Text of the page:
NEWS

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February 23, 2007

Student linked to HP thefts

[img id="80163" align="alignleft"] Police arrested a U of C student in possession of more than 50 laptops and other assorted pieces of electronic equipment as part of a sting operation that also led to the arrest of a local computer shop owner.

Police arrested third-year Walter Ulmer, age 20, on February 17 in connection to a number of Hyde Park–area thefts.

The U of C Police Department (UCPD) responded to a request to check on the “well-being” of the resident of apartment 208 of University Park Condominiums at 1401 East 55th Street.

Upon arrival at 10:15 p.m., officers witnessed Ulmer attempting to flee by jumping out the window. The second-floor apartment is approximately 25 feet above the ground.

Once Ulmer was restrained, the responding officers found numerous pieces of office and electronic equipment in plain view. A search of the location revealed more than 50 laptops as well as computer monitors, CPUs, scanners, PDAs, and iPods, said Chicago Area One Police Sergeant Gregory Jackson.

“Investigation revealed that there were multiple incidents and victims,” said Officer JoAnn Taylor of the Chicago Police Department (CPD).

Questioning of Ulmer and other sources led police to believe the stolen goods might be delivered to the owner of the Apollo Computer Corporation located at 5234 South Blackstone Avenue.

“Undercover officers acted in a ruse to sell the owner stolen items” on February 20, Jackson said.

Police returned to the store around 2:45 p.m. that day with a warrant and arrested the owner, Jiabin Liang. He has been charged with one count of possession of stolen goods.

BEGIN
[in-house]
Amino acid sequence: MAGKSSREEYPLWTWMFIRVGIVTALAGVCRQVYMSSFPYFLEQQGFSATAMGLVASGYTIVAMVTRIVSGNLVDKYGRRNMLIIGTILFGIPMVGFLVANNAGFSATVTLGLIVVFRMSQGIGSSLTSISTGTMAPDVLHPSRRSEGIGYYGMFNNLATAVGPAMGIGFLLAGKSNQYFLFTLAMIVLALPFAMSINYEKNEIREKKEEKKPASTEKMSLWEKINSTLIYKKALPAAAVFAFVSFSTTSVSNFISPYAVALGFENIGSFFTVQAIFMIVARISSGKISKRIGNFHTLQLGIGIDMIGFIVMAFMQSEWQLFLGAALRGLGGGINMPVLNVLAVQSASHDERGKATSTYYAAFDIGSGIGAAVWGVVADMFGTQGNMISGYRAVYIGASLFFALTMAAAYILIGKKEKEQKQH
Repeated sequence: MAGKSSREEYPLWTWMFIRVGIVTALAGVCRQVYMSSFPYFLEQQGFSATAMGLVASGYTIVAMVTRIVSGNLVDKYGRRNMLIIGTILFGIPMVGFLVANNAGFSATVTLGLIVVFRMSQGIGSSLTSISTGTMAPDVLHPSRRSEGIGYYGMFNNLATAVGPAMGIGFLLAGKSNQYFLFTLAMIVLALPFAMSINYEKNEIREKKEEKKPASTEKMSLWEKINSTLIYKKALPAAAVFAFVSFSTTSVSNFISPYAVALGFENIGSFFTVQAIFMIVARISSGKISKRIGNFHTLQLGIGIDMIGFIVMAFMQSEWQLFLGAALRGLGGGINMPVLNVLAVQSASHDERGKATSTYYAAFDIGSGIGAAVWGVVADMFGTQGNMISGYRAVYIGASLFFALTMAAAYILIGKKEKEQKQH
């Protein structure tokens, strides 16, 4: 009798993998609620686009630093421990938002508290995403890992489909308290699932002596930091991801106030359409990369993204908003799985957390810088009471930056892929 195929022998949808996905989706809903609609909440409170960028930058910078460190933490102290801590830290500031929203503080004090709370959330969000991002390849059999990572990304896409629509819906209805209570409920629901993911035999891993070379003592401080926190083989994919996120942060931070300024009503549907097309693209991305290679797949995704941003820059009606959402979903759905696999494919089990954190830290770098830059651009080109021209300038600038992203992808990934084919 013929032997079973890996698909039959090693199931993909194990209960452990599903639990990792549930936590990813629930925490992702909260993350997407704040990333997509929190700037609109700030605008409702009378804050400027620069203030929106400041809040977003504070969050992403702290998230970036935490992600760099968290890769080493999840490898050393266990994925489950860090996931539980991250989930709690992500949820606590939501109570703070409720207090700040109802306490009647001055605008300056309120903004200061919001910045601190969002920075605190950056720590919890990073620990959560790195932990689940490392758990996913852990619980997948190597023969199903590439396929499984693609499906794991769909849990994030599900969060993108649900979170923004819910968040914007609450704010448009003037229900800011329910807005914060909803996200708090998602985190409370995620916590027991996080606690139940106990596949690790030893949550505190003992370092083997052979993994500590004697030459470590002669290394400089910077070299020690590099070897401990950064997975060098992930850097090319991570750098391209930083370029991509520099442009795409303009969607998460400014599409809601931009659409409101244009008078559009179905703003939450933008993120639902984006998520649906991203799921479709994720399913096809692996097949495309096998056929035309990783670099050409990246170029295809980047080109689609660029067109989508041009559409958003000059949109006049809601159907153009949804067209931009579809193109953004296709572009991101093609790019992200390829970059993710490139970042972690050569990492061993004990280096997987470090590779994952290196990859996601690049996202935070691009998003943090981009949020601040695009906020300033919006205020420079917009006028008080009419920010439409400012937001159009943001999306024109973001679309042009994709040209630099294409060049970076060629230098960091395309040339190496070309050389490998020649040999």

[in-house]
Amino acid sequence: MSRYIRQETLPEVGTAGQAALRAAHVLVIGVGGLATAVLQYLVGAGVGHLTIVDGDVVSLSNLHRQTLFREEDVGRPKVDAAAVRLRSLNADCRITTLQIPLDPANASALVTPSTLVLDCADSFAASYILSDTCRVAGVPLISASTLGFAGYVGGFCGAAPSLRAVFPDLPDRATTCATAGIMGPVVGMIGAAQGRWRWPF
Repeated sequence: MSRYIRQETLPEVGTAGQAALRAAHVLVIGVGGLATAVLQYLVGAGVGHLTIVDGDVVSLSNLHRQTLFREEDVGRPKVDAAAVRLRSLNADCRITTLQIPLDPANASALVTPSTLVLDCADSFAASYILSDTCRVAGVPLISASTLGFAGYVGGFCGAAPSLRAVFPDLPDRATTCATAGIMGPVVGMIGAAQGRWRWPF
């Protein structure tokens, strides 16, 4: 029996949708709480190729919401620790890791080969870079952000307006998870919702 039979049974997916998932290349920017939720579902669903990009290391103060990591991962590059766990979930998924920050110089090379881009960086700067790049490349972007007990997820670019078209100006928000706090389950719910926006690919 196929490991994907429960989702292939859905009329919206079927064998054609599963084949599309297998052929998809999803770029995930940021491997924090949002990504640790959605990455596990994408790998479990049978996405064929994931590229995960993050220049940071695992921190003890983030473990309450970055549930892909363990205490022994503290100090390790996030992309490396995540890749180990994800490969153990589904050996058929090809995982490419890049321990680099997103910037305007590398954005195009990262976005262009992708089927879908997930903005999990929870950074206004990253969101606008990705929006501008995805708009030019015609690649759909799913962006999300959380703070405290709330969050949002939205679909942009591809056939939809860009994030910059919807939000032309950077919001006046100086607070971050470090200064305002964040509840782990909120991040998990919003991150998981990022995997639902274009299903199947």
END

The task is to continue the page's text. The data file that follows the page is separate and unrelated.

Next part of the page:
Ulmer has since been charged with one count of deceptive practices and two counts of mislaid property, both of which are misdemeanors. Taylor said that “felony charges are pending review by the State Attorney’s office.”

In both cases, “police anticipate further charges, which depend on people claiming their items,” Jackson said.

Third-year Le Wang, an acquaintance of Ulmer’s since their first year, said the student was introverted.

“He’s not a very sociable person. He’s a computer nerd,” Wang said. “He downloaded a lot of things over the University network and was given a couple of warnings about that. I assume that everyone has pirated some sort of music or software. It never struck me as a problem.”

Although police refused to characterize the arrests as a potential breakthrough in Hyde Park crime prevention, Jackson said “it appears that this location has been purchasing stolen items.”

Police also would not confirm whether the stolen goods were connected to a spree of local burglaries during December or recent laptop thefts at the Regenstein Library.

Martina Munsters, deputy dean of Students in the University, would not discuss the particulars of the case because of student privacy concerns. She did suggest, however, that the University might pursue disciplinary action.

“If there is a situation where student behavior might be accountable to the civil authorities, then it is highly likely that the University will be pursuing its own disciplinary procedures,” Munsters said.

Police showed the recovered property this morning at the District 2 auditorium at 5101 South Wentworth Avenue.

Items will also be shown on request. Police ask that those trying to reclaim stolen items bring a copy of a relevant police report and a serial number for the items.

The Area 1 commission is seeking the assistance of the general public in connection with the case. If you have been the recent victim of a robbery or burglary, the police ask that you call (312) 747-8382.